If you’re an owner, director or executive of a small business, you may not have all the legal protection you think you have.

Most employers operate as a corporation or limited liability company (LLC).  Use of such frameworks generally limits owners’ personal liability for the company’s obligations. Except in special circumstances, creditors of a company can look only to the assets of the company to satisfy the company’s obligations and not to the owners’ personal assets.

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Assessing personal liability. Many owners do not realize, however, that the limited liability provided by a corporation or LLC will not keep owners from being personally liable for certain withheld taxes that are to be held in withholding trust accounts.

Personal liability can also arise in other circumstances, including 401(k) or other employee benefit withholding and, in certain states, unpaid payroll. In fact, liability for employee withholdings may be imposed not only on the employer but also on a broad range of people involved in the employer’s business.  

Officers, directors and responsible parties are almost uniformly held personally liable if funds have been withheld or received from one source, the funds collected are earmarked to pay a particular tax liability, and the responsible person fails to pay the taxes. Taxing authorities view such funds as being held in trust for their benefit. This applies to certain taxes at the federal level as well.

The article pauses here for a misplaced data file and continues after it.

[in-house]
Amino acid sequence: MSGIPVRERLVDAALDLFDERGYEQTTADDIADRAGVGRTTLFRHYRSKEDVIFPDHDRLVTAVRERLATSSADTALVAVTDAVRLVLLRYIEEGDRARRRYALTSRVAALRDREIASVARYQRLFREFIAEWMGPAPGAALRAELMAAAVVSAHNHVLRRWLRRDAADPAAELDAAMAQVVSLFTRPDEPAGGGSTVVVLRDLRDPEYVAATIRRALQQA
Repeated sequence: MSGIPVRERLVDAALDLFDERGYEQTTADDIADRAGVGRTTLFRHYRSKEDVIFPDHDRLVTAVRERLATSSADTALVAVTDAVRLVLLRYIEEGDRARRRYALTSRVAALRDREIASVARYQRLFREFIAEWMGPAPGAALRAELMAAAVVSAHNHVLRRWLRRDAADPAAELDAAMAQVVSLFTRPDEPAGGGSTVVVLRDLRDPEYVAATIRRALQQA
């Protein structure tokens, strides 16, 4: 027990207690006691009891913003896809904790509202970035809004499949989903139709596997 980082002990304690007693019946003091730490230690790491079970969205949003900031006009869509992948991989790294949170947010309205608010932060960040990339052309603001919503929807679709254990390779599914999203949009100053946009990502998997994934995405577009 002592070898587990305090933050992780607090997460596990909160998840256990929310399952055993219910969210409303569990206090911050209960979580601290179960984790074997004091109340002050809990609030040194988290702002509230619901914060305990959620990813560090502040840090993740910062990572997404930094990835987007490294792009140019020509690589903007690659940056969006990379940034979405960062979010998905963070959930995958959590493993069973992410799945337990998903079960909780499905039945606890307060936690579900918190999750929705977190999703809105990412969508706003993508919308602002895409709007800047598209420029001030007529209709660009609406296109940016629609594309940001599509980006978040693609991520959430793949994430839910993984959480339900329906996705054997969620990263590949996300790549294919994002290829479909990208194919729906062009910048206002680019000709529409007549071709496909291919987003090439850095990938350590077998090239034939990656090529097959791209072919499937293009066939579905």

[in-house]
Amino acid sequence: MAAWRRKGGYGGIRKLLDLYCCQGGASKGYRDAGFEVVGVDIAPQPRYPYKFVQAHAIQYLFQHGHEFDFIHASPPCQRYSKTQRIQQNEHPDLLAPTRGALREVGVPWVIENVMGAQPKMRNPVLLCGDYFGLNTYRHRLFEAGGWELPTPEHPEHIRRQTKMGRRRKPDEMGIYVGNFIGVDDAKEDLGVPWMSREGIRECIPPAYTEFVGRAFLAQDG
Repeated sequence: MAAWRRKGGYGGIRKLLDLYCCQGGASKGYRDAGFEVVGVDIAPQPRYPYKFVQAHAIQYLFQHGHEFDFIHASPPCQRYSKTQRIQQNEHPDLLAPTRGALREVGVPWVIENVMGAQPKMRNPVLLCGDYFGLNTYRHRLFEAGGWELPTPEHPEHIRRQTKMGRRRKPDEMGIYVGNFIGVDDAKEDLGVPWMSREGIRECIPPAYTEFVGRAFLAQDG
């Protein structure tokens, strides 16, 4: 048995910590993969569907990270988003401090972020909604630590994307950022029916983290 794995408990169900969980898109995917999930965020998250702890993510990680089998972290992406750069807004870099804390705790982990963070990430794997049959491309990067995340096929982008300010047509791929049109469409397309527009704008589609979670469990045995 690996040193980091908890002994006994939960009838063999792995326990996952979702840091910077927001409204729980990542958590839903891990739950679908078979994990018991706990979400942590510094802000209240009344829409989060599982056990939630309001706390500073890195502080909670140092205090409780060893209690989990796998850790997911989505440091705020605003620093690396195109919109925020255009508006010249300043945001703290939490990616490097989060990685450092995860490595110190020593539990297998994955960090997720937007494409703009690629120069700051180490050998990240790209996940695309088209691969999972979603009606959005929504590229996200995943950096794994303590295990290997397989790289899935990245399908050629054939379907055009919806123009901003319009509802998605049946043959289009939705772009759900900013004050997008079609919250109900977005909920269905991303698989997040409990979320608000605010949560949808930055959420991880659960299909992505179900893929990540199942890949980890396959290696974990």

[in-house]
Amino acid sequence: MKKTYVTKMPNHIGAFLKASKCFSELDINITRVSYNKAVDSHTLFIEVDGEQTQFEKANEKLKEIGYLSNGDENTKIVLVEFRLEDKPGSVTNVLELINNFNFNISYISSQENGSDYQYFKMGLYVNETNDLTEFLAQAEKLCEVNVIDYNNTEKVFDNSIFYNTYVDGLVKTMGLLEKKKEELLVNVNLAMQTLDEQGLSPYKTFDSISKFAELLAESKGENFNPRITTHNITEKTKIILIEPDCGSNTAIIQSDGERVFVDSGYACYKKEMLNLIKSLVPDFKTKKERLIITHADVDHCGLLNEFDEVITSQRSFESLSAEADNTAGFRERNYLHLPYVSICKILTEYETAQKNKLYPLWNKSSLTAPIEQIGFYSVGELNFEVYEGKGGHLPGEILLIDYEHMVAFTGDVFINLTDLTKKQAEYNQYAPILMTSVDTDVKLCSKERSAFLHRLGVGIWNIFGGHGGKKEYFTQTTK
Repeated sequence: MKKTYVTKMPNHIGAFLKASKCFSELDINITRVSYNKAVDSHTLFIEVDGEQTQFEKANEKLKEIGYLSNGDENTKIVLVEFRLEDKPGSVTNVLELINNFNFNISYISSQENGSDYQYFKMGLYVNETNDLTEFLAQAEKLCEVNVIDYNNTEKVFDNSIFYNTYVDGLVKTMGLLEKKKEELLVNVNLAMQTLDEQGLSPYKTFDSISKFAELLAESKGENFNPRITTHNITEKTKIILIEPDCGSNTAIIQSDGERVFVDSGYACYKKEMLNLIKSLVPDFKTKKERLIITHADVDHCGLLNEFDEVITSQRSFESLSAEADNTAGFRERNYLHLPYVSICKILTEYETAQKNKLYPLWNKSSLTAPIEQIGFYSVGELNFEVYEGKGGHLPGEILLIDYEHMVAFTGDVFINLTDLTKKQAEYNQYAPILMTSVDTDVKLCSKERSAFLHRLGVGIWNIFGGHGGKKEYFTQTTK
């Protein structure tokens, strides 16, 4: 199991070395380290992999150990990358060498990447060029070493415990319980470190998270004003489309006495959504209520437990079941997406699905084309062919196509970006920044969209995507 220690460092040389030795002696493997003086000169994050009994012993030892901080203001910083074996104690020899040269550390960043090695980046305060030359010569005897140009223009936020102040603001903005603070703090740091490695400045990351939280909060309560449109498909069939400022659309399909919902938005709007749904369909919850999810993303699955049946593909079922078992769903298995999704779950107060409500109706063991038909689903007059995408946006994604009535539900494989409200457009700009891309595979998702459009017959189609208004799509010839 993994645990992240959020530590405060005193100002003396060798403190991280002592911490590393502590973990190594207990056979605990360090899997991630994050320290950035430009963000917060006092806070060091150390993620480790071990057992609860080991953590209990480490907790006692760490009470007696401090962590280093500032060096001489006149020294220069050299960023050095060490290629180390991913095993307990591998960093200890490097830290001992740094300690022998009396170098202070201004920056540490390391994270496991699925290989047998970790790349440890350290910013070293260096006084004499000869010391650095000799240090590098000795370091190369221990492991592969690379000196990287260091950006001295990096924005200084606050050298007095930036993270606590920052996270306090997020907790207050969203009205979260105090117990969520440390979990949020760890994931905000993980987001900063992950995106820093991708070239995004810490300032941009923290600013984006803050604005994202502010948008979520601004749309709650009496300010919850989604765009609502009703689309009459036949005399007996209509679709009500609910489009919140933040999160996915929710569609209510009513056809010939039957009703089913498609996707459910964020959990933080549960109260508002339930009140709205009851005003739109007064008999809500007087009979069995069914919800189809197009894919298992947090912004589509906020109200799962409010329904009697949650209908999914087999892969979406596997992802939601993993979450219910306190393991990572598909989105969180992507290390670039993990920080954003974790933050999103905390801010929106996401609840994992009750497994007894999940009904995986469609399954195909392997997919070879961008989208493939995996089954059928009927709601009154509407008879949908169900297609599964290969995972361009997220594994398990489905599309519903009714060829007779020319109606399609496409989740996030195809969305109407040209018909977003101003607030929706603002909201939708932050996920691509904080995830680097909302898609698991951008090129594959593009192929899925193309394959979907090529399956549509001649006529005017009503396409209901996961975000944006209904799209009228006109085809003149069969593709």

This is commonly referred to as the trust fund recovery penalty, so named because the one who is responsible for collecting and paying such taxes is deemed to hold those funds in trust for the government.

Figuring out the responsible person. In determining whether the penalty applies to an individual, the Internal Revenue Service must first determine who is a responsible person and then whether that individual was “willful” in failing to pay the taxes to the IRS.  

Certain corporate titles put individuals squarely in the government’s cross-hairs, such as a president, CEO, CFO or any other title that connotes control over or responsibility for company's financial affairs. While generally someone who is only a stockholder or a director would not meet the legal definition of a responsible person, there have been cases where a zealous revenue agent casts a wide net and seeks to impose liability on a director or majority owner.

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For example, consider this case of a corporation experiencing a cash crunch during its growth period and whose CEO directs the controller to hold back funds that should be paid to the IRS and use them instead to satisfy other obligations. Although the board members have access to the company’s banking records and financials, the board has not instituted appropriate internal controls or audit procedures to ensure that the firm is satisfying its tax obligations. When the IRS discovers the company’s failure to remit payroll taxes, it seeks to impose liability, not only on the CEO but also on certain board members whom the agent believes knew that the company was not paying taxes or recklessly disregarded the facts. 

In addition a responsible person may be held personally liable for failure to pay sales and use taxes if the state where the businesss resides has such taxes. In states with no sales tax, but where the employer collects employee state income tax, there is personal liability for those taxes. In some states, such as California, where both are collected, personal liability extends to all trust fund taxes.

The responsible person, however, must have the requisite measure of control over collected taxes and the ability to direct payment (or nonpayment) of those taxes. The responsible person is not liable if the taxes can ultimately be collected from the primary taxpayer.

In addition to personal liability, other negative consequences may arise when trust fund taxes are not paid in a timely manner.

Related: Does Your Business Put You at Risk of Lawsuits?